Bestiality and Necrophilia Crimes in Georgia

by Mike Jacobs


Bestiality is a serious crime in the State of Georgia.

O.C.G.A. § 16-6-6:  A person commits the offense of bestiality when he performs or submits to any sexual act with an animal involving the sex organs of the one and the mouth, anus, penis or vagina of the other.

A person convicted of bestiality shall be punished by imprisonment not less than 1 nor more than 5 years.

Necrophilia is a serious crime in Georgia.

O.C.G.A. § 16-6-7: A person commits the offense of necrophilia when he performs any sexual act with a dead human body involving the sex organs of the one and the mouth, anus, penis or vagina of the other.

A person convicted of necrophilia is punishable by imprisonment for not less than 1 nor more than 10 years.

I would be happy to meet with you any time for a free consultation to discuss your case, your rights and your defenses to these allegations.

Call me at 404-581-0999 and let’s schedule a time to meet and discuss your case.

It is your life, your criminal record and you deserve the best representation possible.

The “Safety Valve” Alternative to Mandatory Minimum Sentencing in Federal Court

by John Lovell

I recently wrote about mandatory minimum sentences in federal court. There is a means to be sentenced below the mandatory minimum sentence, the “safety valve” provision.

First, let me tell you what the safety valve is not: It is not a first offender statute similar to the Georgia statute where, when certain conditions are met, there is no conviction on the record of the beneficiary. A federal conviction, with rare exceptions, remains a federal conviction for life.

Safety valve is only available for certain narcotics related crimes.

There are two benefits obtained from safety valve in United States District Court: 1) A two level reduction in the sentencing guidelines, and 2) “Permission” for a United States District Judge to sentence below the guidelines.

There are five requirements to be granted a safety valve:

(1) No more than 1 criminal history point under the sentencing guidelines (you will need to consult an attorney as calculation of criminal history points can be tricky. For instance, one could be on probation for shoplifting a $25 pair of sunglasses while committing the crime charged in federal court and not be eligible for safety valve);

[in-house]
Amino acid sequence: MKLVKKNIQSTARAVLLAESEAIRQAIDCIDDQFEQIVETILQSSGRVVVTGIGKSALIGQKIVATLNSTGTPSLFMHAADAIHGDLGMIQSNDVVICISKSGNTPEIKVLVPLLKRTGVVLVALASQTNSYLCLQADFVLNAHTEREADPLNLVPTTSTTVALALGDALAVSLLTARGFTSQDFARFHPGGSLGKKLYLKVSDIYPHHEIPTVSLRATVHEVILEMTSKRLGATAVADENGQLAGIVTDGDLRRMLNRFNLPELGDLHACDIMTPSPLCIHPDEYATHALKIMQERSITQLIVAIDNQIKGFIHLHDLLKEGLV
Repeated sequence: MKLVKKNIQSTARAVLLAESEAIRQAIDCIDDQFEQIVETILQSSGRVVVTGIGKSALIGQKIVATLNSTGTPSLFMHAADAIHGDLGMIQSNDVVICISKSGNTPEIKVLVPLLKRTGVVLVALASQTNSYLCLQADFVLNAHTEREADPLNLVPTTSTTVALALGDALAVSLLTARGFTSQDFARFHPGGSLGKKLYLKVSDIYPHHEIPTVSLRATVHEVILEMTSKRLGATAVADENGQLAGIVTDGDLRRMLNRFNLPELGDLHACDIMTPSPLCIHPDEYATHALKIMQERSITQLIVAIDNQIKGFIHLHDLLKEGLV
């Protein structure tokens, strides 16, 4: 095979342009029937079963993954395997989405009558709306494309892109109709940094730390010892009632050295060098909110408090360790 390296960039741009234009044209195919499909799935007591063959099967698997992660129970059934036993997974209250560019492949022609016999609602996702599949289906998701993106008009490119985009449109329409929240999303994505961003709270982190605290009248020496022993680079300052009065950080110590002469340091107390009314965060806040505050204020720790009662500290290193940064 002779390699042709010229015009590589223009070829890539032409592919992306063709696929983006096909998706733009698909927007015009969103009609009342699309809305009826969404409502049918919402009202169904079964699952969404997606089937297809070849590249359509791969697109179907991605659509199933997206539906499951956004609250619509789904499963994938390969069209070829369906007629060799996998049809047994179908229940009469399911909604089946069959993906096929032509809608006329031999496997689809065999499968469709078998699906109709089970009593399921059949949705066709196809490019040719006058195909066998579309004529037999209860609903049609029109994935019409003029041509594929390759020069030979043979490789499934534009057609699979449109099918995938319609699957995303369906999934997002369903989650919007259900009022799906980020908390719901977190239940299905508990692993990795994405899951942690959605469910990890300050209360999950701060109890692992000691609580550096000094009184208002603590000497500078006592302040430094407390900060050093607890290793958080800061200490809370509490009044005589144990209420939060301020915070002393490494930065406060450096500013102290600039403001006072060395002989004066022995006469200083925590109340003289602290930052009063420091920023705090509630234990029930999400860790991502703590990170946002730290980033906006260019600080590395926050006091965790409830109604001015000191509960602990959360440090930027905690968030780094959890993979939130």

(2) The accused “did not use violence or credible threats of violence or possess a firearm or other dangerous weapon (or induce another participant to do so) in connection with the offense;”

(3) The “offense did not result in death or serious bodily injury” to anyone;

(4) The accused was not a leader or organizer of the offense; and

(5) the person told the prosecutor all that he knows about the offense.

The last requirement can be tricky. The person seeking safety valve must meet with the Assistant United States Attorney (AUSA) and, usually, one or more agents (the case agent) and tell them everything they know about the case. Technically, it is not “cooperation,” but, in practice, it often becomes cooperation. The AUSA and case agent are permitted to ask questions. They may ask for names, locations, and endless other details. If, at sentencing, the AUSA tells the judge that you were not truthful, and the judge believes the AUSA, safety valve must be denied. Of course, a zealous attorney will assist in proving that the statement was truthful where facts demonstrate that it was truthful. However, the best practice is to not participate in the safety valve unless you are prepared to tell the complete truth.

The best advice: Seek the advice of an attorney with extensive experience in federal court.

Terroristic Threats in Georgia

by Mary Agramonte

Many people are surprised to learn that you can actually be arrested for threatening to kick someone’s a**. There tends to be an assumption that such a statement would be covered by our country’s First Amendment on free speech. However, this is not the case. Threatening to commit any crime of violence can result with you facing serious criminal charges in Georgia, as it can land you with an arrest for Terroristic Threats.